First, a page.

Historic Cliffside Retreat
Glenn and Beverly Blake's property features James River views, historic structures and lots of cozy places to sit and enjoy the blooms and buds.
by Tessa Cooper
Amid Glenn and Beverly Blake’s garden rich with natives, annuals and shrubs, there are a few landmarks that tell stories of the past. For example, a log cabin from the 1880s offers a glimpse into what life was like during the bygone days in the Ozarks. From their patio, they can see the James River and the circa 1920s steel bridge that was originally part of Sunshine Street. Their home also sits at the former site of Aunt Martha’s Cliff House Restaurant, which was the precursor to the now-shuttered Aunt Martha’s Pancake House in Springfield.
Since they became the owners of the property two decades ago, the Blakes have stewarded the land and its history well, and they’ve added plants and landmarks that tell stories of their own past. For example, a deck with trees that blanket all sides was a surprise Glenn built for Beverly. “One time, we were walking in the woods, and I said, ‘Gee, it’d be nice to have a deck in the woods.’ Shortly later, I went off to a high school reunion, and I was gone for about three or four days. When I came home, he was in the process of building the stairs. I just barely mentioned it, and the next thing I knew, I was surprised with stairs, and then he built a beautiful deck.”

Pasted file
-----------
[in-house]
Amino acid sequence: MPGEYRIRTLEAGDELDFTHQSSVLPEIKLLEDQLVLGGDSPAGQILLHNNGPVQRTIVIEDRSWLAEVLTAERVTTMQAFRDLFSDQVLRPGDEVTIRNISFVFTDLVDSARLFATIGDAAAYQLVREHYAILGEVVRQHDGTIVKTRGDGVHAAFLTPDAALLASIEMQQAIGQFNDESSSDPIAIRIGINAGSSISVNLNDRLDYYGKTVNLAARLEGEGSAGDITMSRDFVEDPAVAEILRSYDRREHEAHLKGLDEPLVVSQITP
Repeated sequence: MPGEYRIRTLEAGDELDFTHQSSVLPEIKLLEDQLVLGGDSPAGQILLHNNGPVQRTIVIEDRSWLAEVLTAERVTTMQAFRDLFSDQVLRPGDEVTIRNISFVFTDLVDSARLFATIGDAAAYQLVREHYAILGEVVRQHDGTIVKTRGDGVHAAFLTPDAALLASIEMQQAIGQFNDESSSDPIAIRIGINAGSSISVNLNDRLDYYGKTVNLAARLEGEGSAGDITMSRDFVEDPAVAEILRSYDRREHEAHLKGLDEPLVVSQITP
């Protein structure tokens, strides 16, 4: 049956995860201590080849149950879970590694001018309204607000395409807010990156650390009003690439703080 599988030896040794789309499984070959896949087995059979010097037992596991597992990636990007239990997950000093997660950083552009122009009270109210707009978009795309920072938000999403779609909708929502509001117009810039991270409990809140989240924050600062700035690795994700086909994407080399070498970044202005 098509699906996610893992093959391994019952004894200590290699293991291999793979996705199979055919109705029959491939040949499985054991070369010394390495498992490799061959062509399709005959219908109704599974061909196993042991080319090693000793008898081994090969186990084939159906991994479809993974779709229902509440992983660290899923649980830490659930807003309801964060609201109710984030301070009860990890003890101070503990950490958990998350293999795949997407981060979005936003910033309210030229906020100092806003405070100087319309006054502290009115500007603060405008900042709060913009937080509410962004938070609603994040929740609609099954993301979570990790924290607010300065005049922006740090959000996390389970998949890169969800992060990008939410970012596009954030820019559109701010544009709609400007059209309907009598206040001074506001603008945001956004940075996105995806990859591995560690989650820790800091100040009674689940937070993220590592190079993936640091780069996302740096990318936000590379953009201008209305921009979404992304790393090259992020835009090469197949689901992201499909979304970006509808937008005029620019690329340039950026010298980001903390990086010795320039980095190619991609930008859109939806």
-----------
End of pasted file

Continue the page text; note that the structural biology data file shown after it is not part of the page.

Gardening is a hobby the Blakes enjoy doing together, and they’ve found a way to split the duties that works well for them. Beverly handles the planting of the annuals, and Glenn manages the digging, weeding and pruning.
The two love sharing the beauty of their garden with visitors. “Sometimes [when the garden] is really looking nice, I’ll send out an email or sometimes post on social media and invite people over for a walkabout,” Glenn says. “If you come here for any reason, you have to take a mandatory garden walk.” And if you do come over for a garden tour, you’ll most likely see an arrangement by Beverly made with trimmings from their land inside the house, like orange lilies in late summer or berries and holly in the middle of winter. “There is not a day in the year that I can’t go out and pick enough stuff to make a beautiful flower arrangement for the living room,” Beverly says.
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